The Times West Virginian

Local News

December 11, 2013

Fairmont leaders eye home rule priorities

City officials want to focus on key issues if accepted into program

FAIRMONT — Fairmont City Council members met during a work session Tuesday to discuss the city’s plans to submit an application to be included in a home rule pilot program.

The program has been in place since 2007 and has allowed four West Virginia cities — Charleston, Huntington, Bridgeport and Wheeling — to set up their own system of governing without receiving a charter from the state.

The program was originally set to end this year, but it has been extended to July 2019 and will add 16 municipalities, regardless of population, to the original four.

City manager Jay Rogers said the state will be accepting applications for the program beginning Jan. 1, 2014, but the criteria that will determine which cities get selected will not be developed by the home rule board until Jan. 9, 2014.

That means city officials will likely be eyeing the June 1, 2014, deadline.

Rogers said that although home rule will enable the cities that are selected for the program to exercise more power at the local level, some limitations still exist.

“You’ve got 18 items that you are exempt from doing anything with home rule on,” he said.

Among those exempted items are environmental law, the Freedom of Information Act, pensions, annexation, taxation and more.

Even so, Rogers acknowledged that some of the powers that could be given to the city through the home rule pilot program would result in more cost-effective and efficient practices.

According to Rogers, there are four priorities he believes the city should emphasize when developing the written plan that will be submitted for consideration: the authority to create a B&O tax credit that is not related to job creation; the authority to transfer city property directly without a public auction; the ability to limit industrial expansion under the zoning code; and the ability to reduce and/or eliminate categories of the B&O tax in order to implement a 1 percent sales tax.

Without home rule, Rogers said cities are only allowed to extend additional tax credits to businesses if it will mean those businesses will make a qualified investment and create more jobs. According to Rogers, though, the city should have more input on that decision.

“If the governing body of the City of Fairmont feels comfortable giving the tax credit to a business because it thinks it’s advantageous to have that business in the community, why should Charleston tell you that you can’t?” he said.

Rogers also said that being able to transfer properties that are valued at less than $10,000 without a public auction would be of great benefit to the city.

“It’s another way we could deal with getting these properties turned back over to somebody who would be able to be responsible for them and do something with them,” Rogers said.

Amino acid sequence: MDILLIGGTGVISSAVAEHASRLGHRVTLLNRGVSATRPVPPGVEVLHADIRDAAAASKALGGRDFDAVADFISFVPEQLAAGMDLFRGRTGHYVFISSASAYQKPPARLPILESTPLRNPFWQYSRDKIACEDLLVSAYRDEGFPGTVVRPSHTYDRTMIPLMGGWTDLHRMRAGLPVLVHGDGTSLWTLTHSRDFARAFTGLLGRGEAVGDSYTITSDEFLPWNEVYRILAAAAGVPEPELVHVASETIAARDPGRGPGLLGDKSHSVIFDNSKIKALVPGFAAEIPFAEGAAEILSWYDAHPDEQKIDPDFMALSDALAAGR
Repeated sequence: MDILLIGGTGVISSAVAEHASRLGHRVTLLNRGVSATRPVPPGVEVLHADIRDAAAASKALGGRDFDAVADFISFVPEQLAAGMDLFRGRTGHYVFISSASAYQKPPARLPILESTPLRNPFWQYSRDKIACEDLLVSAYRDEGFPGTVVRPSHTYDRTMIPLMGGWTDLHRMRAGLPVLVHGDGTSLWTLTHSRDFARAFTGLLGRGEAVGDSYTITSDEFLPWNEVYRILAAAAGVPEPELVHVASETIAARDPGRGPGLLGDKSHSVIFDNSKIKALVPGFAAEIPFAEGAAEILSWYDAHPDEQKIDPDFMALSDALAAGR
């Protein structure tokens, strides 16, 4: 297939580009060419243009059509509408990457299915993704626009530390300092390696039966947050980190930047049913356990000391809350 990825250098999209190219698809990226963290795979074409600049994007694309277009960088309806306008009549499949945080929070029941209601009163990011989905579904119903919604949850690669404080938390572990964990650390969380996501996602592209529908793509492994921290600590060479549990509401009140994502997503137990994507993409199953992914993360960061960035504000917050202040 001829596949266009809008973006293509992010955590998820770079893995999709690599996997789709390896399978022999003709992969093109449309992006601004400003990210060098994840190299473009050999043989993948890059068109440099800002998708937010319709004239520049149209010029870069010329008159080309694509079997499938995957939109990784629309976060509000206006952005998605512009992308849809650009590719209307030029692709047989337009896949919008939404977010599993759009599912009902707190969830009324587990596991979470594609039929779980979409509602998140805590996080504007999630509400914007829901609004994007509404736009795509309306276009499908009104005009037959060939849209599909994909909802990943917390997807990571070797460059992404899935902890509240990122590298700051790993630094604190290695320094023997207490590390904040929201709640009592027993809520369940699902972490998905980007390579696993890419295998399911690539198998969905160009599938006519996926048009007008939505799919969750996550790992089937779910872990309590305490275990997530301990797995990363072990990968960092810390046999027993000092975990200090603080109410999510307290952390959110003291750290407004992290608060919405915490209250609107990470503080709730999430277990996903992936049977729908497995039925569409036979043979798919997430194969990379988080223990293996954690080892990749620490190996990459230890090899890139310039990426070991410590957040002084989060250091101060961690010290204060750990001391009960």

City planner Kathy Wyrosdick said limiting industrial expansion under the zoning code will ensure that city regulations remain effective.

“We spend a lot of time, a lot of effort and a lot of money going through a comprehensive planning process, adopting the zoning ordinance and making regulations that implement the comprehensive plan,” she said. “Why would you want a big loophole like that that could undermine all that hard work?”

Finally, Rogers said the money that would become available as a result of reducing the B&O tax and implementing a sales tax could alleviate issues related to the city’s pension programs.

“We could try to eliminate this outstanding debt that exists in the pension plans,” he said.

Rogers said many cities are also considering working together and including some of the same key priorities into their individual plans in an effort to show the state how important having those powers would be to the cities.

“It would be a way to really reinforce the idea to the Legislature that we need these powers,” he said.

Rogers said one example would be allowing cities to have the ability to adopt the most current set of building codes instead of only being able to adopt the codes that have been adopted by the state.

Following the work session, Fairmont City Council also met for a regularly scheduled meeting.

At the meeting, council adopted an ordinance providing for an amendment to the general fund of the city’s annual budget.

Finance director Eileen Layman said there was an increase in the other post-employment benefits that resulted in an increase of $13,500 in operating costs.

In addition, there was an increase of $20,800 in overtime costs for civil service employees who worked during the Marion County Board of Education special election in October.

The revision to the budget also included a transfer of the water board repayment of $132,000 to the capital projects fund.

“We have completed that payback,” Layman said. “We made the final transfer of $4,000 in the month of December, so the water board has fully paid back its liability to the general fund.”

Email Kaylyn Christopher at or follow her on Twitter @KChristopherTWV.

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